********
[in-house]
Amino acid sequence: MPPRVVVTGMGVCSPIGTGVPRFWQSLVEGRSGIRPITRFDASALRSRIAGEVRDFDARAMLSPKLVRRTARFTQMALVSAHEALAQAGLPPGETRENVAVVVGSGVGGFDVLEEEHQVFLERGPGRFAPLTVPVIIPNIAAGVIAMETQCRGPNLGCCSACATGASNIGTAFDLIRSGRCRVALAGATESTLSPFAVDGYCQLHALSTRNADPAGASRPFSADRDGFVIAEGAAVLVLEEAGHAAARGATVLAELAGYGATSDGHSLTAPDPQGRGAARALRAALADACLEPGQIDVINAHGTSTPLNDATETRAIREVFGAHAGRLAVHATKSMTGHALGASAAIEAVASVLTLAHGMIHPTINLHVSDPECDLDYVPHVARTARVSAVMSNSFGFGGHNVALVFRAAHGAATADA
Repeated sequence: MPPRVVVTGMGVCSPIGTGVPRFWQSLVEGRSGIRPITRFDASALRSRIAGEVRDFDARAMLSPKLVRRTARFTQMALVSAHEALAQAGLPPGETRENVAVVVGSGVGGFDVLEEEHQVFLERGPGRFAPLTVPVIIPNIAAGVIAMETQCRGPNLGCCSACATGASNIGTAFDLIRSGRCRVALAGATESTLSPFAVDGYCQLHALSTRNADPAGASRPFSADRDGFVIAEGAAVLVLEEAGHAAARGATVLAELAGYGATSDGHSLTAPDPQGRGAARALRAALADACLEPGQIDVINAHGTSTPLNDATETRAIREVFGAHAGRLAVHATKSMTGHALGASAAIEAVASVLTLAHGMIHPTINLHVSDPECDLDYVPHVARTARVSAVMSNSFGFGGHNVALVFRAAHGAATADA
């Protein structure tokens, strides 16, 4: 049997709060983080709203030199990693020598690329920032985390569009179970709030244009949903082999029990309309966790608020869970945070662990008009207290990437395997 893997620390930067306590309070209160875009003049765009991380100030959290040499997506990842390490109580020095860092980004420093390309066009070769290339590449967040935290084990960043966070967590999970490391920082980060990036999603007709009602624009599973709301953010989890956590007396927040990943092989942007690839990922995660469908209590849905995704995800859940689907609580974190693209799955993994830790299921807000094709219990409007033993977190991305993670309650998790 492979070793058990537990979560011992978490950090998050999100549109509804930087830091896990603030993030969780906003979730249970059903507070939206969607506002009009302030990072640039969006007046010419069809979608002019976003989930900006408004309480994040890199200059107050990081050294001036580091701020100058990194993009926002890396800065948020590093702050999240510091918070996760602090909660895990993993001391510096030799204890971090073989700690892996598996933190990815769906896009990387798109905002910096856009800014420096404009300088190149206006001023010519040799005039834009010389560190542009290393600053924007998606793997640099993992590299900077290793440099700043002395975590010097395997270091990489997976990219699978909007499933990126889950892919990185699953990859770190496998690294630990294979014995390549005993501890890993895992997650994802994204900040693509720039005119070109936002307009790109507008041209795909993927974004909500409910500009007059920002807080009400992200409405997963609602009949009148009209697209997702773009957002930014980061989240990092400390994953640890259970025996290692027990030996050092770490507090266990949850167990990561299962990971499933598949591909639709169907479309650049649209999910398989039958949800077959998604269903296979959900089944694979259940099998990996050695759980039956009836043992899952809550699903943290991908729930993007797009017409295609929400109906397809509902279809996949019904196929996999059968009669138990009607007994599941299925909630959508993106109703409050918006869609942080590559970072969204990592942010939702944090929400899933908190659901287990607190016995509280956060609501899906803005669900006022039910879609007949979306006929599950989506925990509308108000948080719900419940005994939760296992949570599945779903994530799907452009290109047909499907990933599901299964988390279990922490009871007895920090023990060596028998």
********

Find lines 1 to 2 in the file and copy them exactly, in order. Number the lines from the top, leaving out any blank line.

[in-house]
Amino acid sequence: MPPRVVVTGMGVCSPIGTGVPRFWQSLVEGRSGIRPITRFDASALRSRIAGEVRDFDARAMLSPKLVRRTARFTQMALVSAHEALAQAGLPPGETRENVAVVVGSGVGGFDVLEEEHQVFLERGPGRFAPLTVPVIIPNIAAGVIAMETQCRGPNLGCCSACATGASNIGTAFDLIRSGRCRVALAGATESTLSPFAVDGYCQLHALSTRNADPAGASRPFSADRDGFVIAEGAAVLVLEEAGHAAARGATVLAELAGYGATSDGHSLTAPDPQGRGAARALRAALADACLEPGQIDVINAHGTSTPLNDATETRAIREVFGAHAGRLAVHATKSMTGHALGASAAIEAVASVLTLAHGMIHPTINLHVSDPECDLDYVPHVARTARVSAVMSNSFGFGGHNVALVFRAAHGAATADA